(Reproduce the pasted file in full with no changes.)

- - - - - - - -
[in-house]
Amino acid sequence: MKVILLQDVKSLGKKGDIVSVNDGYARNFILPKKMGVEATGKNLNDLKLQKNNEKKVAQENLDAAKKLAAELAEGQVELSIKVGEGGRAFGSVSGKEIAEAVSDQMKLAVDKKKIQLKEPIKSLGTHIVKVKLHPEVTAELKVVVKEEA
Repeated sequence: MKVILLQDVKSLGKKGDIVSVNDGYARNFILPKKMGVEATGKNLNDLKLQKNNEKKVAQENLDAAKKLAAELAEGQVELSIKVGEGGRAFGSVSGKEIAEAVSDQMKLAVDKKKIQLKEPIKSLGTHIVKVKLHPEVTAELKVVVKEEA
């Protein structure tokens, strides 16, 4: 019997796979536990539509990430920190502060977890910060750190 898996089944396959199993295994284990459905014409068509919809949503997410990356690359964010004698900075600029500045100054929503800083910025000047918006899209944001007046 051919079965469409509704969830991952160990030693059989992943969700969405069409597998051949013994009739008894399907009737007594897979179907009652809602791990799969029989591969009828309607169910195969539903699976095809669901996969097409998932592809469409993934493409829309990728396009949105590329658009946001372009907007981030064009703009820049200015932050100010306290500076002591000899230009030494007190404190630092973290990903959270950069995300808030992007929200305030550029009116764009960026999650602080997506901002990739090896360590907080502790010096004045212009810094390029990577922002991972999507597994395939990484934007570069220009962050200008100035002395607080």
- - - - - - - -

[in-house]
Amino acid sequence: MKVILLQDVKSLGKKGDIVSVNDGYARNFILPKKMGVEATGKNLNDLKLQKNNEKKVAQENLDAAKKLAAELAEGQVELSIKVGEGGRAFGSVSGKEIAEAVSDQMKLAVDKKKIQLKEPIKSLGTHIVKVKLHPEVTAELKVVVKEEA
Repeated sequence: MKVILLQDVKSLGKKGDIVSVNDGYARNFILPKKMGVEATGKNLNDLKLQKNNEKKVAQENLDAAKKLAAELAEGQVELSIKVGEGGRAFGSVSGKEIAEAVSDQMKLAVDKKKIQLKEPIKSLGTHIVKVKLHPEVTAELKVVVKEEA
């Protein structure tokens, strides 16, 4: 019997796979536990539509990430920190502060977890910060750190 898996089944396959199993295994284990459905014409068509919809949503997410990356690359964010004698900075600029500045100054929503800083910025000047918006899209944001007046 051919079965469409509704969830991952160990030693059989992943969700969405069409597998051949013994009739008894399907009737007594897979179907009652809602791990799969029989591969009828309607169910195969539903699976095809669901996969097409998932592809469409993934493409829309990728396009949105590329658009946001372009907007981030064009703009820049200015932050100010306290500076002591000899230009030494007190404190630092973290990903959270950069995300808030992007929200305030550029009116764009960026999650602080997506901002990739090896360590907080502790010096004045212009810094390029990577922002991972999507597994395939990484934007570069220009962050200008100035002395607080």